South Africa's Vodacom Group has taken a controlling stake in East Africa's telecommunications sector after its Tanzanian subsidiary successfully listed on the Dar es Salaam Stock Exchange (DSE) last Tuesday, a week after the parent firm completed acquisition of 35 per cent of Safaricom shares.
Vodacom Tanzania is now the second largest firm in Tanzania by market value after Acacia Mining.
Last week, Vodacom completed its largest ever acquisition in the region's leading telecommunication firm, Safaricom, buying shares worth $2.6 billion.
"This transaction, which is the largest in our history, will now allow our shareholders to access a strong performing business in East Africa in a high growth market. We now expect this transaction to enhance our position as a leading African mobile communications company, providing the group with the perfect opportunity to diversify our financial profile," Till Streichert, Vodacom's chief finance officer said.
On its debut at the DSE, Vodacom Tanzania shares rose nearly six per cent above its issue price. This was, however, a modest rise compared with IPOs of cement manufacturers.
"This increase is lower than those of previous IPOs, which doubled in price on their debut. However, it is a good start as it offers investors a broader choice of portfolios in the market," said George Fumbuka, chief executive officer of Dar es Salaam-based Core Securities.
The telco's shares started trading on Tuesday, closing the day at $0.4 (Tsh900), which was 5.88 per cent higher than its $0.37 (Tsh850) listing price.
The firm successfully raised $213 million last week, having extended its IPO twice, and after allowing foreign investors to get a 40 per cent stake.
"We are pleased with what we have achieved through this IPO process making Vodacom Tanzania the second most valuable company by market capitalisation listed on the DSE," Vodacom chief executive officer Shameel Joosub said, adding that this significantly boosts local participation in the country's capital market.
South Africa's Public Investment Corporation (PIC), which accounts for about 12.5 per cent of the market capitalisation at the Johannesburg Stock Exchange, is believed to have been the main driver in the purchase of the 40 per cent shares allocated to foreigners in the Vodacom Tanzania IPO.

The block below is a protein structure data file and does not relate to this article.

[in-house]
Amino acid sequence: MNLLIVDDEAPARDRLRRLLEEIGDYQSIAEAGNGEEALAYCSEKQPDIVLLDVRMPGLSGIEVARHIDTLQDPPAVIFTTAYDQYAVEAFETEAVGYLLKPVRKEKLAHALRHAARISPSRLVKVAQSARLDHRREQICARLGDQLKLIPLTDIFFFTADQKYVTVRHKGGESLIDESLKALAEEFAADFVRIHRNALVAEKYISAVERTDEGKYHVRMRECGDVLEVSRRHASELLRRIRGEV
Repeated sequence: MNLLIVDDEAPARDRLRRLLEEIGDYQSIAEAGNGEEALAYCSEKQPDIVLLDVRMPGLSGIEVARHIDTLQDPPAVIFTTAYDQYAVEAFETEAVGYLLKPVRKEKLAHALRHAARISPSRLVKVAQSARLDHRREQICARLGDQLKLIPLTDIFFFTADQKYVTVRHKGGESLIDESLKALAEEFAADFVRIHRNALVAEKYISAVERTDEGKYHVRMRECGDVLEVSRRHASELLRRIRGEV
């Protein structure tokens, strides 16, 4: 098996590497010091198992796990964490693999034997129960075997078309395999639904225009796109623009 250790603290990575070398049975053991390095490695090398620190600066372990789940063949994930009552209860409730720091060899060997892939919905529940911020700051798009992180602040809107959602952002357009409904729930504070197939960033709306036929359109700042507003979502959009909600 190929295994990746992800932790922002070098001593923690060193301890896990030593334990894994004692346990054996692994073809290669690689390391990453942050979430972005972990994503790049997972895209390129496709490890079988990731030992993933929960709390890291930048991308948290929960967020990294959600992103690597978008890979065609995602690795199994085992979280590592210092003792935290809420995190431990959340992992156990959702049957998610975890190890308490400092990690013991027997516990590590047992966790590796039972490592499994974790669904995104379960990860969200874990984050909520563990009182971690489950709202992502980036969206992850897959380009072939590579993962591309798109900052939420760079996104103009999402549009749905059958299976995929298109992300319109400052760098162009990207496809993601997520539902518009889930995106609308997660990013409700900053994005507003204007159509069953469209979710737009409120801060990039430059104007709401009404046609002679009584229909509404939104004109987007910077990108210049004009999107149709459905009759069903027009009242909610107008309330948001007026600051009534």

Zitto Kabwe, an opposition MP and the head of Alliance for Change and Transparency party, was quoted saying that PIC bought $80 million worth of Vodacom Tanzania shares.
Analysts say that the listing will now offer Vodacom Tanzania a competitive advantage in terms of capital acquisition that will see it cement its position as Tanzania's leading telco.
"The listing, viewed outside of the forced element by the government, is a blessing in disguise for the firm, as it now allows it to access funds without accumulating debt. It is a clever way of financing," said George Mkenga, a research analyst for telecoms and media at Tivos Consumer Ideas in Dar es Salaam.
"We will now see its ability to expand its coverage within Tanzania, introduce new products as this internal source of financing is now viable under the prevailing economic and interest rate conditions.
"It will be interesting to see what direction its operations in Uganda will take now that its sister companies are listed in Kenya and Tanzania."
Vodacom becomes the first telecommunication firm in Tanzania to list on the DSE following a government directive to have all telecoms companies to list at least 25 per cent of their shares locally.
President John Magufuli's administration is hoping that the mandatory listing will improve these firms' transparency and also allow the public to enjoy the dividends from one of the country's fastest-growing sectors.
Second most capitalised
It is now expected that India's Bharti Airtel and Tigo, which have already submitted prospectuses to Tanzania's Capital Markets and Securities Authority will receive approvals for their IPO and list before the year ends.
The Tanzanian subsidiary's listing at the DSE, however, falls short of its Kenyan sister firm, Safaricom's first day of trading at the Nairobi Securities Exchange in 2008 where its share price rose by 50 per cent to Ksh7.50 ($0.07) at the end of the day from its listing price of Ksh5 ($0.05).
The IPO also saw more than 860,000 Kenyans buy into the firm through its shares as compared to Vodacom's 40,000 Tanzanians.
The listing of Vodacom, and its being the second most capitalised firm is now expected to boost the DSE's performance this year.
The DSE market capitalisation currently stands at $8.5 million as compared to $9.6 million the previous year, according to its half-year report.
The domestic market capitalisation stands at $3.42 million, down from $3.49 million last year, while the All Shares Index at the end of last month was 2,217.08, compared with 2,481.99 points the previous year.
The Tanzania Share Index has also recorded a drop to 3,692.03, from 3,706.15. The report also showed that the turnover from shares sold by foreign investors also recorded a huge drop to $53,652 in the last six months as compared to $1 million over a similar period last year.